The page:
# Case Study 3: Dashboard for Station Statistical Analysis

Using the HydroLang library coupled with the HydroCompute library, let's create a simple dashboard that retrieves all the stations from a particular area and does statistical forecasting on the dataset given the time window and display the results of both the retrieved data and the simulations on a graph.

## Objectives

This case study aims to show the capability to create powerful applications using pipelines that can run in paralell or sequentially to analyze real time data sources using the HydroCompute library. We will be creating an online application that retrieves stations from a USGS Daily Values from a bounding box within the Salt Lake City Area, and we will run simulations for montecarlo and arima processes as we as simple and exponential moving averages over the data.

## Data Preparation

For this study, we will be modifying an application created using HydroLang that which a simple dashboard that retrieves and visualizes information from particular stations in the Salt Lake City area.

The body of our application will be modified by adding a chart div so we can visualize the results from the compute pipeline as follows:

`<body>`

<div id="map"></div>

<div id="overlay">

<div id="content">

<div id="retrieved-data"></div>

<div id="result-graph"></div>

//Visualize graph

<div id="stats-table"></div>

<button id="download-raw-btn">Download Data</button>

<button id="download-simulationRes-btn">

Download Simulation Results</button

>//Attach the simulation results

</div>

</div>

</body>

## Setting up the Pipeline

Let's start by defining what we will want to observe from the retrieved data. In particular, since we are talking about time series information, it would be good to see how forecasting models and moving averages work with the retrived information.

Define the functions that we want to run as follows:

`let jsFuns = ["expoMovingAverage_js", "simpleMovingAverage_js"];`

let cFuns1 = ["_monteCarlo_c", "_arima_autoParams"];

let cFuns2 = [

"_arima_autoParams",

"_linear_detrend",

"_monteCarlo_c",

"_linear_detrend",

];

We will run the first two sets of functions in parallel, while the last one will run sequentially trailing down results.

For doing this, let's create new function that will use the downloaded data as inputs for all the simulations.

`async function computeRun(site, data) {`

//Removing the date values and leaving only the results

data = data[1].slice(1);

//resetting the result spaces in the engine

compute.availableData = [];

compute.engineResults = {};

compute.instanceRun = 0;

//saving the results inside the compute library

compute.data({ id: site, data });

let jsFuns = ["expoMovingAverage_js", "simpleMovingAverage_js"];

let cFuns1 = ['_monteCarlo_c', '_arima_autoParams'];

let cFuns2 = ['_linear_detrend', '_arima_autoParams', '_monteCarlo_c'];

//...

}

## Running the Simulation

Inside the `computeRun`

function, let's run the different simulations as follows:

`async function computeRun(site, data) {`

//...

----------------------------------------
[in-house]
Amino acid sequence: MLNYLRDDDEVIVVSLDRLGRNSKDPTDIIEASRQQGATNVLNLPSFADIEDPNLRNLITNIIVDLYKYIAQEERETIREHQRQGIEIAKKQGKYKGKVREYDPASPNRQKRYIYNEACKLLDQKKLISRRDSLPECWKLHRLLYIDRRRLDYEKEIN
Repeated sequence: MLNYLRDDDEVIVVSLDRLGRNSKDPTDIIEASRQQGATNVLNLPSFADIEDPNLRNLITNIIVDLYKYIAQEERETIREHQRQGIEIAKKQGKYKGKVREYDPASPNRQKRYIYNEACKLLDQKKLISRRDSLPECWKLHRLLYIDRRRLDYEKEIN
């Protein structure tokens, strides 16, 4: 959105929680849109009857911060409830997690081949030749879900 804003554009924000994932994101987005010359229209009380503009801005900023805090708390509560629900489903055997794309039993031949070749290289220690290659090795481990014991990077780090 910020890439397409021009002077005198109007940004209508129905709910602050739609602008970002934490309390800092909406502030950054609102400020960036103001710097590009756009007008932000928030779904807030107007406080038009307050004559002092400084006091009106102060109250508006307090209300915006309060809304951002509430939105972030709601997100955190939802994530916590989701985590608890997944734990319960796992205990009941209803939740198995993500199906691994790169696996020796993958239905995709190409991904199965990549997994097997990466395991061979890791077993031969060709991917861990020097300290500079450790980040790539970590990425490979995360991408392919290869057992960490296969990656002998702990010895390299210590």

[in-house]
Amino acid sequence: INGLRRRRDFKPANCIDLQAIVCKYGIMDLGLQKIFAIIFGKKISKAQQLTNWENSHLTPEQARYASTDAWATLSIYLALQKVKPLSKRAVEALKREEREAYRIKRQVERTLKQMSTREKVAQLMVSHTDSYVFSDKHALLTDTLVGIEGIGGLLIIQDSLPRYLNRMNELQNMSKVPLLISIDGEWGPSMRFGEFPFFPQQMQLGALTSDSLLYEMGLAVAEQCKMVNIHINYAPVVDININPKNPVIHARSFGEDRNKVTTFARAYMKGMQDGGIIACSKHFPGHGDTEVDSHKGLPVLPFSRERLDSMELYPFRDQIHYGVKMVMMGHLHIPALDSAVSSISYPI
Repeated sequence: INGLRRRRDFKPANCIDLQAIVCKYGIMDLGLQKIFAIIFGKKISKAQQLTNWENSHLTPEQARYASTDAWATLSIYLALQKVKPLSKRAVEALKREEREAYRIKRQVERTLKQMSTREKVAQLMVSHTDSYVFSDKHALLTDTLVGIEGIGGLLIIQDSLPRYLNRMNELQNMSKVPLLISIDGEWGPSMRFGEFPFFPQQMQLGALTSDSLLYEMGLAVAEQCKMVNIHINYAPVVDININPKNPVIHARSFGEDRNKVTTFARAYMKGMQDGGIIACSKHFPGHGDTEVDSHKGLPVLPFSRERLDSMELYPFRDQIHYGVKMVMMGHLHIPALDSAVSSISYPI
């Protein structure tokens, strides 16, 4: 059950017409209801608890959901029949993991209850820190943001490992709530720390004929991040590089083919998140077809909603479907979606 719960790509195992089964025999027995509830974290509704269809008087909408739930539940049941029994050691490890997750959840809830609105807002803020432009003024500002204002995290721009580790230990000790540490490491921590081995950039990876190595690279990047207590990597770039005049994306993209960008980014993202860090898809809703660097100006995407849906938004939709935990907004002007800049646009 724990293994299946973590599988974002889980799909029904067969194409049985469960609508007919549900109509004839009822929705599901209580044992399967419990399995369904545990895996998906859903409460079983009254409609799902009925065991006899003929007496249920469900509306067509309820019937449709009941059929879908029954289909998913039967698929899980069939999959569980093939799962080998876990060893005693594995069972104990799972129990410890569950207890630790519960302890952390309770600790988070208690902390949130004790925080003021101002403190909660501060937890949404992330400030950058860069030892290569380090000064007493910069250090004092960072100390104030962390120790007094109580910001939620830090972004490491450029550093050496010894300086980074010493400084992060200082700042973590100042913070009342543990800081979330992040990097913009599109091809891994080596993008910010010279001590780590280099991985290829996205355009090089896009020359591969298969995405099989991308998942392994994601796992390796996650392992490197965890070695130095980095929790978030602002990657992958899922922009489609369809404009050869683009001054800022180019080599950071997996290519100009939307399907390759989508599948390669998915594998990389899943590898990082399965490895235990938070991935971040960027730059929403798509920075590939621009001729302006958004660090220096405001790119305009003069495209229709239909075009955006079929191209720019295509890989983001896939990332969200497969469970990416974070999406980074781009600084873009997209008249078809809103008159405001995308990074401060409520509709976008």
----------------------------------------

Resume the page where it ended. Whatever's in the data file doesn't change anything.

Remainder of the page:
compute.setEngine("wasm");

await compute.run({

functions: cFuns1,

});

await compute.run({

functions: cFuns2,

dependencies: true,

});

compute.setEngine("javascript");

await compute.run({

functions: jsFuns,

});

//...

}

We switch the engine that we are running at the middle of the simulation. For the results dependent on each other, we add the `true`

flag to the dependencies. Once the simulations have finished, we need to do some data manipulation before we can visualize them in a graph. We add inside the function:

`async function computeRun(site, data) {`

//Result holders

let return_Values = [];

let return_Names = [];

//Retrieving each of the simulation runs

let results1 = compute.results("Simulation_1")[0];

let results2 = compute.results("Simulation_2")[0];

let results3 = compute.results("Simulation_3")[0];

//cleaning up some Infinity, NaN, and null values

for (let i = 0; i < results1.functions.length; i++) {

return_Values.push(compute.utils.cleanArray(results1.results[i]));

return_Names.push(results1.functions[i]);

}

//Same for results 2 and 3

return [return_Values, return_Names];

}

## Visualizing Results

We need to call the newly created function inside the `retrieveValues`

function and attach the results to the graph and download button.

`async function retrieveValues(site) {`

//We add a new button

let button2 = document.getElementById("download-simulationRes-btn");

//...

//After the results have been downloaded, we call the computeRun function

let [results, fun_names] = await computeRun(site, await usgs_data);

//Reattach the date values to the result array

results.unshift(usgs_data[0]);

//Graph the results

hydro.visualize.draw({

params: { type: "chart", id: "result-graph" },

args: { names: fun_names },

data: results,

});

//...

//Attach the values from the simulations to the button for donwloading

button2.removeAttribute("hidden");

button2.addEventListener("click", () => {

hydro.data.download({ args: { type: "CSV" }, data: results });

});

showOverlay();

}

With this, we are able to see the modified version of our dashboard which now contains a powerful way to visaulize results from functions running on the background using the hydroCompute library.